3D Particle System for XNA

I’m currently working on a 3D XNA 3.1 (need to use 3.1 for the third party library we are using at the minute) game for a piece of coursework at university and decided I would implement a 3D particle system in order to create some cool explosion effects.  This system is very similar to the particle system I described in my previous article since I basically lifted a load of code from there.  Since this is simply for a piece of coursework, I didn’t implement the full feature set that can be found in my 2D particle system because:

  1. I wanted to keep it lightweight and not include unnecessary functions

  2. In the future I want to combine my particle systems together

(See end of article for download)

UPDATE: I’ve added a download to an XNA 4 version of this particle system

For this 3D system, I didn’t implement the concept of emitters and forces and instead chose to simply implement the default functions for these directly in my particle effect class as these would fit my needs perfectly and also reduce the complexity of the system.  I’m not going to walk through the processes to use this project since it’s virtually identically to the previous article but I just want to highlight the differences between 2D and 3D in drawing the particles.

Naturally in 2D I just used SpriteBatch and it met all my needs, however in 3D I had to create my own quad class called TextureQuad which uses VertexPositionTexture objects as the vertices.  The process of applying a texture to a set of four VertexPositionTexture objects should at least be vaguely familiar to anyone who has started looking at 3D development using XNA.  If you aren’t familiar with this, I would recommend taking a look at Riemer Grootjan’s sample to see how this is done.

My basic TextureQuad class looks like:

using Microsoft.Xna.Framework;
using Microsoft.Xna.Framework.Graphics;

namespace Particles
{
    public class TextureQuad
    {
        private static readonly Vector2 UpperLeft = new Vector2(0, 0);
        private static readonly Vector2 UpperRight = new Vector2(1, 0);
        private static readonly Vector2 BottomLeft = new Vector2(0, 1);
        private static readonly Vector2 BottomRight = new Vector2(1, 1);

        private readonly VertexBuffer vertexBuffer;
        private readonly VertexDeclaration vertexDeclaration;
        private readonly BasicEffect effect;

        public TextureQuad(GraphicsDevice graphicsDevice, Texture2D texture, int width, int height)
        {
            VertexPositionTexture[] vertices = CreateQuadVertices(width, height);
            vertexBuffer = new VertexBuffer(graphicsDevice, VertexPositionTexture.SizeInBytes * vertices.Length, BufferUsage.WriteOnly);
            vertexBuffer.SetData(vertices, 0, vertices.Length);

            vertexDeclaration = new VertexDeclaration(graphicsDevice, VertexPositionTexture.VertexElements);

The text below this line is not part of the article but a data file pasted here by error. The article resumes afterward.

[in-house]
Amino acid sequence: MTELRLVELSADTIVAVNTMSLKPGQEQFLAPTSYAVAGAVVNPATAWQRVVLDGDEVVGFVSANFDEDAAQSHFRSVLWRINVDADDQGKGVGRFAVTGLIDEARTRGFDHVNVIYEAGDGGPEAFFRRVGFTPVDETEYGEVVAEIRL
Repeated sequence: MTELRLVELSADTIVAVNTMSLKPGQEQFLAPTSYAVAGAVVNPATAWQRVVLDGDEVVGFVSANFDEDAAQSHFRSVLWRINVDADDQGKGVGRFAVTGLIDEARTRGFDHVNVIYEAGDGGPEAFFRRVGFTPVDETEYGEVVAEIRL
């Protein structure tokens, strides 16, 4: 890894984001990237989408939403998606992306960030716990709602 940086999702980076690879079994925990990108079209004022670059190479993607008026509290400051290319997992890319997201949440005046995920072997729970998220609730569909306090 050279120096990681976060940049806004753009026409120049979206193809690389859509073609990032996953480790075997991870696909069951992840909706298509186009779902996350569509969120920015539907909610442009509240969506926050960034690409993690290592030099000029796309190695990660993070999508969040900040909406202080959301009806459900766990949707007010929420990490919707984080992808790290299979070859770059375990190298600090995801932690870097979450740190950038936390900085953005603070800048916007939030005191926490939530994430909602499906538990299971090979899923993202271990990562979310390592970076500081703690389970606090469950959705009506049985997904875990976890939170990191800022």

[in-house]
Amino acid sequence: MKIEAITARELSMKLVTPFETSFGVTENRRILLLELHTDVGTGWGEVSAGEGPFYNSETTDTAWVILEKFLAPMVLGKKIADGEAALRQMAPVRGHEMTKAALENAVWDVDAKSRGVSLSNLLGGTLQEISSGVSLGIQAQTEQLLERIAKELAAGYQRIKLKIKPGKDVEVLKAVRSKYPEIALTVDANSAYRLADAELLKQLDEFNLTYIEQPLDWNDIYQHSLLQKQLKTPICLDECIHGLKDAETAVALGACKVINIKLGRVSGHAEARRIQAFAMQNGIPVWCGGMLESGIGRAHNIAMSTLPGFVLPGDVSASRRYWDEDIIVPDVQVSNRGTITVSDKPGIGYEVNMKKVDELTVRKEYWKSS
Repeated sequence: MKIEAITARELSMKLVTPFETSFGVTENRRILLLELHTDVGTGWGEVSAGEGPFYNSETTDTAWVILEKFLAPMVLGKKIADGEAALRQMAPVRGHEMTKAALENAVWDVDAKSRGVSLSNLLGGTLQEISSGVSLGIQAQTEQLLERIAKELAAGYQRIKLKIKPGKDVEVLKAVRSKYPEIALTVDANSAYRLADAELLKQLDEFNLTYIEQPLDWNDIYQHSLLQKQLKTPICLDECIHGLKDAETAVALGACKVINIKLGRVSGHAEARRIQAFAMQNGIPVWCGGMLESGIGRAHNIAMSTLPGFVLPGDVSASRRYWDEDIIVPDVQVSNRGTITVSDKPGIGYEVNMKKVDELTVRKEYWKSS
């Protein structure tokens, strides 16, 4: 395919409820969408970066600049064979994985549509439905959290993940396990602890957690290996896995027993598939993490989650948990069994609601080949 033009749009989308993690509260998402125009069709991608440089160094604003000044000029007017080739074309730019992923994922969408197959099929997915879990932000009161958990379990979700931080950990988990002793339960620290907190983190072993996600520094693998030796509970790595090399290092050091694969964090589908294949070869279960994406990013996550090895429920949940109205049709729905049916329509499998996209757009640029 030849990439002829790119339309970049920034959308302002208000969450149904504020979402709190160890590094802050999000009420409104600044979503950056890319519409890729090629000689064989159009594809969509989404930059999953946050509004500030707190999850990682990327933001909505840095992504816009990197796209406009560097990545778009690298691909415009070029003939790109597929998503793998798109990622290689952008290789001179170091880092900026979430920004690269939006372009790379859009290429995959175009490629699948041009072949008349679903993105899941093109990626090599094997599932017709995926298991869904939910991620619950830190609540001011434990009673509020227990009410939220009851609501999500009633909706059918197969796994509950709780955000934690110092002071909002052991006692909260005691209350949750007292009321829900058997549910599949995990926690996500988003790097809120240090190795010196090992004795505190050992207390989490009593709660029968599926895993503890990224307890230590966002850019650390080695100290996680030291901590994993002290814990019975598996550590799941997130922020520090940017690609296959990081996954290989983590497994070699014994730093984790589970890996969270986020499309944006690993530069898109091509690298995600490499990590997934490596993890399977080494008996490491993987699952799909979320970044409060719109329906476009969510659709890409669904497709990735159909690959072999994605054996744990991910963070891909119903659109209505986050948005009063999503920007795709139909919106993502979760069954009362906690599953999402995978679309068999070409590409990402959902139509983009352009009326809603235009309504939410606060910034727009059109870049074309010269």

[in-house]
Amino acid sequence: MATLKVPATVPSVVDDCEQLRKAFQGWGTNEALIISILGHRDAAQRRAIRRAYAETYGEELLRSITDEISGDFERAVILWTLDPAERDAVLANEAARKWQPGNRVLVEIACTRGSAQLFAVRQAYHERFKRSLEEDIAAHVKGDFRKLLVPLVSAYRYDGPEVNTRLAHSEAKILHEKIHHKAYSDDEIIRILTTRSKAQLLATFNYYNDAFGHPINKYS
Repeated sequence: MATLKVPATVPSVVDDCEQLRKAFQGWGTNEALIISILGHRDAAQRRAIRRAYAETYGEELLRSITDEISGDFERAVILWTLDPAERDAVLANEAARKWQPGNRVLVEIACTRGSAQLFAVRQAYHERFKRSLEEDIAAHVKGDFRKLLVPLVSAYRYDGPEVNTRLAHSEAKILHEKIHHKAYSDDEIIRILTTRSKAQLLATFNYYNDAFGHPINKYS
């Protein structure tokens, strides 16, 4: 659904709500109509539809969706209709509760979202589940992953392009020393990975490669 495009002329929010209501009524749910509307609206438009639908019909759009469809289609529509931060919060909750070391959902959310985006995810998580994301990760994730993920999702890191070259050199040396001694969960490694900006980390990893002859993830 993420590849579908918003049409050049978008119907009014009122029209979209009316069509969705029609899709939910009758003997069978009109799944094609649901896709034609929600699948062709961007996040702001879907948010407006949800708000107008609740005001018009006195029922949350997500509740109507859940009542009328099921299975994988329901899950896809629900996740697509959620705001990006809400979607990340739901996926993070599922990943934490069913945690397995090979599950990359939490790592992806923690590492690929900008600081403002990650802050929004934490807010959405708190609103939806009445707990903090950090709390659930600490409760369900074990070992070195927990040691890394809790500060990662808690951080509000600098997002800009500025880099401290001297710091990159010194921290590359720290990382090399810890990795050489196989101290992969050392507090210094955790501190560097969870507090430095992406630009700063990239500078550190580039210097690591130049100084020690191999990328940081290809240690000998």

effect = new BasicEffect(graphicsDevice, null) { TextureEnabled = true, Texture = texture};
        }

        private static VertexPositionTexture[] CreateQuadVertices(int width, int height)
        {
            int halfWidth = width / 2;
            int halfHeight = height / 2;

            VertexPositionTexture[] vertices = new VertexPositionTexture[4];

            vertices[0] = new VertexPositionTexture(new Vector3(-halfWidth, halfHeight, 0), UpperLeft);
            vertices[1] = new VertexPositionTexture(new Vector3(halfWidth, halfHeight, 0), UpperRight);
            vertices[2] = new VertexPositionTexture(new Vector3(-halfWidth, -halfHeight, 0), BottomLeft);
            vertices[3] = new VertexPositionTexture(new Vector3(halfWidth, -halfHeight, 0), BottomRight);

            return vertices;
        }

        public void Draw(GraphicsDevice graphicsDevice, Matrix viewMatrix, Matrix projectionMatrix, Matrix worldMatrix)
        {
            graphicsDevice.VertexDeclaration = vertexDeclaration;

            effect.World = worldMatrix;
            effect.Projection = projectionMatrix;
            effect.View = viewMatrix;

            effect.Begin();
            foreach (EffectPass pass in effect.CurrentTechnique.Passes)
            {
                pass.Begin();
                graphicsDevice.Vertices[0].SetSource(vertexBuffer, 0, VertexPositionTexture.SizeInBytes);
                graphicsDevice.DrawPrimitives(PrimitiveType.TriangleStrip, 0, 2);
                pass.End();
            }
            effect.End();
        }

        public float Alpha
        {
            get { return effect.Alpha; }
            set { effect.Alpha = value; }
        }
    }
}

It’s not hugely complicated and is essentially just an reusable approach to the sample I linked to on Riemer Grootjan’s site.  One issue I encountered using this approach is best described using an image so here it is:

This really bugged me for a bit since there’s no use in using transparent textures if we will always see what would appear to be the quad the texture is applied to.  Thankfully, @BobTheCBuilder was able to point out that this was simply because the particles are unordered and advised me to set the DepthBufferWriteEnable property on the graphics device render state to false to solve the issue.  And it did:

As promised, here’s the download link: /uploads/particles_xna4.zip